Benji Whelan admits becoming Waterford senior football manager wasn’t part of a grand plan devised several years ago on his behalf.
But now that the opportunity has come his way having succeeded Tom McGlinchey, he’s intent on extracting every available ounce out of himself and a group of players whom Lady Luck hasn’t shone too dazzlingly upon in recent years. Before addressing what the next few months holds in store, Whelan phased back over a quarter century in time, to a moment in his playing career which still clearly rankles. “I would have started out at senior level in football with my club when it came to the adult grade and there’s always been a nagging thing for me, going back to that time,” said the Kilmacthomas native. “We were beaten in a county semi-final down in Portlaw by Rathgormack, I think it might have been ’92, and we were going well in junior hurling at the time so we were fit because of that, and we’d always been tipping away at the senior football without every really pushing through. I don’t think we ever really believed enough in ourselves. And when that chance slipped, it felt to me like we were never going to get close to winning the senior football again.”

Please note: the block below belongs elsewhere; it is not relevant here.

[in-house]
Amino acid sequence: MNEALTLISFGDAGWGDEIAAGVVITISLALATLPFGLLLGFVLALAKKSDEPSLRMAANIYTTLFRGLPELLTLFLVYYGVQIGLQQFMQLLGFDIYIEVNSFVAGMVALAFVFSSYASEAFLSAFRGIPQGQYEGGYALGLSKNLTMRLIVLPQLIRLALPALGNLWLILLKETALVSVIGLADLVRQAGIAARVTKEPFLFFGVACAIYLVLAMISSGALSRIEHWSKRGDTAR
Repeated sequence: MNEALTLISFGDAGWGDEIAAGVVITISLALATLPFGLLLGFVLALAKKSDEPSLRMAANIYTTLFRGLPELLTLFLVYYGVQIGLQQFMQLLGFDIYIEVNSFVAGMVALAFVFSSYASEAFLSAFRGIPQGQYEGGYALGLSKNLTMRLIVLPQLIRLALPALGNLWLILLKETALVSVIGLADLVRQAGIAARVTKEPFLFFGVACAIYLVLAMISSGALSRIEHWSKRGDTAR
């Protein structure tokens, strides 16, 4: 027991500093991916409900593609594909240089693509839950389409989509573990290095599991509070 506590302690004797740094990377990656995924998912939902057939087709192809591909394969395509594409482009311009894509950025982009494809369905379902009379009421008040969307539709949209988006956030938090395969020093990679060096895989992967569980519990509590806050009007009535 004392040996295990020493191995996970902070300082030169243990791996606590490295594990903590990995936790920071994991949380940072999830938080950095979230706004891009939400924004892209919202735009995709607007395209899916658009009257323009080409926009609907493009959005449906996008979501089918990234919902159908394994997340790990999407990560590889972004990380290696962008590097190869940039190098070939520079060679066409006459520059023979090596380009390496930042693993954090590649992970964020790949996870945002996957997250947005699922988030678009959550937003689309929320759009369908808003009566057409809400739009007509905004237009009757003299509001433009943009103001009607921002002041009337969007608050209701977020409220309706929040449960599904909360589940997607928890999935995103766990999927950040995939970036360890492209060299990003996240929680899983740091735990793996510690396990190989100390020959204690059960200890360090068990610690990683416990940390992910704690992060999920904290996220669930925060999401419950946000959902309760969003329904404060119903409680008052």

He added: “But then the opportunity to go for it again, albeit off the pitch as manager with The Nire came my way, and I felt I could orchestrate a success like that to some degree, and that was really my goal and being appointed Waterford manager has rolled on from that. And I’m thrilled to get the nod for this kind of position. It’s a team that every football person in the county wants to see improving and I’d hazard a guess to suggest that every football person in the county would feel we’re punching below our weight in terms of the quality of the athletes we produce and the quality of club football that we produce. Everybody wants to see the team improving, everybody wants to see a side develop that our kids can aspire to playing with, because, and with no disrespect to hurling because I’m a hurling man as well, we can see the desire and the passion in the kids for hurling and I would love to see that replicated when it comes to football.”